The little rocky island of Lastavica on which the Mamula fortress stands is set on the sea route to Žanjice, at the very mouth of the Bay of Kotor. Although the Mamula fortress has a dark history it is an impressive sight. It is one of a series of important fortifications (together with Arza and Prevlaka) constructed by the Austro-Hungarian army in 1853 in order to defend the mouth of the bay. It was symbolically named after the Austrian general Lazar Mamula whose idea it was to raise a fortress on the island. Its remarkable architecture makes this fortress one of the most attractive in the Adriatic. The entrance to the fortress is on the north-eastern side of the island, where there is also a drawbridge. Although difficult to access, the site should not be missed, both for a tour and for some swimming in the summer months.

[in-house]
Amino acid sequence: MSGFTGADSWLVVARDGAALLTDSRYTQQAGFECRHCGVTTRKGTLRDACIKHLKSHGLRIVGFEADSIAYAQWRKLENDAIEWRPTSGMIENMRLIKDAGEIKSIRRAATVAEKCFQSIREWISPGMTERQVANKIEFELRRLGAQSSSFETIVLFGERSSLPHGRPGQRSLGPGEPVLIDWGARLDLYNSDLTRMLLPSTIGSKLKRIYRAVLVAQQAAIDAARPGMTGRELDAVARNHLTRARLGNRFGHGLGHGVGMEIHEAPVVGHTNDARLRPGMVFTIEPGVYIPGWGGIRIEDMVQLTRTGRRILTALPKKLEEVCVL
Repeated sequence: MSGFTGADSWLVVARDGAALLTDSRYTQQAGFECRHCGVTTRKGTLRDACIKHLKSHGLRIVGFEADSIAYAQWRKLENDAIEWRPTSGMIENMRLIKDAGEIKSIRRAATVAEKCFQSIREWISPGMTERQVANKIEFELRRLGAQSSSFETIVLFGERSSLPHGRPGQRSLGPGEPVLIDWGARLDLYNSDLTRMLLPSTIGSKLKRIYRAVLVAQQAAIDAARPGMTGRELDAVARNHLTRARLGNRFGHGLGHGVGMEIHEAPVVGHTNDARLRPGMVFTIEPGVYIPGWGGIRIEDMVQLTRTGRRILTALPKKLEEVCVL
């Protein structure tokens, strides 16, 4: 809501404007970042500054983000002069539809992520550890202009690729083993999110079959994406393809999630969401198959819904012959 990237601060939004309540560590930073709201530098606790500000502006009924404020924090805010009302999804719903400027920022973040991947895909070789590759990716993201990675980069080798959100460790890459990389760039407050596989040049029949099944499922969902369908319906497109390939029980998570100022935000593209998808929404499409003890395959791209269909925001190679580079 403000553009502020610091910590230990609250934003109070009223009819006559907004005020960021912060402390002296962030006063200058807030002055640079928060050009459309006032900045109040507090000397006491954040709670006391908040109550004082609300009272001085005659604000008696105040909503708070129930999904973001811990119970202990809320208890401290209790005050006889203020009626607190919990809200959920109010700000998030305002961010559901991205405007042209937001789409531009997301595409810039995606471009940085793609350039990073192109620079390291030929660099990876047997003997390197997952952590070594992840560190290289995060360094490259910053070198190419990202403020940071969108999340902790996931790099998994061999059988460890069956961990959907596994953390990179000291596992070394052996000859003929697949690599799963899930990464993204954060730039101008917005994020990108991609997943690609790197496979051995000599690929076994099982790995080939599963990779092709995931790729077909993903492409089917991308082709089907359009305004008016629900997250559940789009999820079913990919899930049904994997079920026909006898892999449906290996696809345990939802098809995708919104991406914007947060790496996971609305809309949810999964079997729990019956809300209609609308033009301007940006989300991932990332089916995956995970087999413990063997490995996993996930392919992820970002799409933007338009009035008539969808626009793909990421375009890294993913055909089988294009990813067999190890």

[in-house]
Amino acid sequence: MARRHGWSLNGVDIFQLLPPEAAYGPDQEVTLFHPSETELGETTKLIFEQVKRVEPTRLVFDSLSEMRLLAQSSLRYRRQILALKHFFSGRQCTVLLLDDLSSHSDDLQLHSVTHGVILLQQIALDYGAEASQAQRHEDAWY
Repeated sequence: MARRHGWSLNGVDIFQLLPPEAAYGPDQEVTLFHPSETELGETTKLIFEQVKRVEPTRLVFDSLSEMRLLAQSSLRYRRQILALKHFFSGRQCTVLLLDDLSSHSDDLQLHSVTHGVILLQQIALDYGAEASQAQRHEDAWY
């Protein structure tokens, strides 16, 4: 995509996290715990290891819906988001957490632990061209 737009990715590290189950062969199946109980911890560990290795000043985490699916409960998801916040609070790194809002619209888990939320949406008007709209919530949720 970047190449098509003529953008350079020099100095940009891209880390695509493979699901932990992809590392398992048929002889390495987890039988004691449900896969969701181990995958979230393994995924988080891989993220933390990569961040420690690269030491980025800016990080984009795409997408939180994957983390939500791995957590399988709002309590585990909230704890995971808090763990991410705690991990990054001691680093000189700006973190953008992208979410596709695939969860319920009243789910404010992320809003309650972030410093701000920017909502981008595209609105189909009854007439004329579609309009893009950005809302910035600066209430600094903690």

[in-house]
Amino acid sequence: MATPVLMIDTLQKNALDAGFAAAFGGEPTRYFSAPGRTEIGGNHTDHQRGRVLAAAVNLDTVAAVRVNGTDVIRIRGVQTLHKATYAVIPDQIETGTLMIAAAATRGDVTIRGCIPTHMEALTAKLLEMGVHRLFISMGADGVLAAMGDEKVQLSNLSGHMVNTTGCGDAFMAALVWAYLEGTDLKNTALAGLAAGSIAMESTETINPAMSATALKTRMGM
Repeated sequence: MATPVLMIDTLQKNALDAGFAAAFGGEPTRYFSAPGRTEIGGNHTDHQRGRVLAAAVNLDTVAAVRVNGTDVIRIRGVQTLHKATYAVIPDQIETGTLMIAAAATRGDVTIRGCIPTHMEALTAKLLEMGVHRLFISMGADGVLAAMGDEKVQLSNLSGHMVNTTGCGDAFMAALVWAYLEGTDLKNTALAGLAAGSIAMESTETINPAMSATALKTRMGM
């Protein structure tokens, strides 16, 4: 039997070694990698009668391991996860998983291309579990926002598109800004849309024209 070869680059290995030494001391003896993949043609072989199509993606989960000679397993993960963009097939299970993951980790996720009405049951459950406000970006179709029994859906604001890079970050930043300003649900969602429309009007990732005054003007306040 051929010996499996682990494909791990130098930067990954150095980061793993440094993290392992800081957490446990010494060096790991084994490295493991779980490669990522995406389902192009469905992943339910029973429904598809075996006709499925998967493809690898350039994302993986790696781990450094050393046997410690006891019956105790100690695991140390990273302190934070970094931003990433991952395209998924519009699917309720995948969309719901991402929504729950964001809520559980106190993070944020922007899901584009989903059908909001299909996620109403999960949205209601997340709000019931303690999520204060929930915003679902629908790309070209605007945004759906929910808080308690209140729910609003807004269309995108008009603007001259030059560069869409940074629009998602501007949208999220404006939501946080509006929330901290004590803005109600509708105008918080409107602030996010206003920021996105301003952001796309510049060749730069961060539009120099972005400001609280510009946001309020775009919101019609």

If we continue towards the open sea we will reach the Žanjić beach, one of the most popular in Montenegro. This beach is special because of its crystal clear sea, naturally white pebbled beaches and ancient olive groves growing right next to the beach. You can take a look inside the Church of St. John, dating back to 1881 and located in the olive groves just a few steps from the beach. There you can hear the interesting story about this church and the idyllic location that is Žanjice, or take a stroll through breathtaking natural surroundings to the nearby Mirišta beach.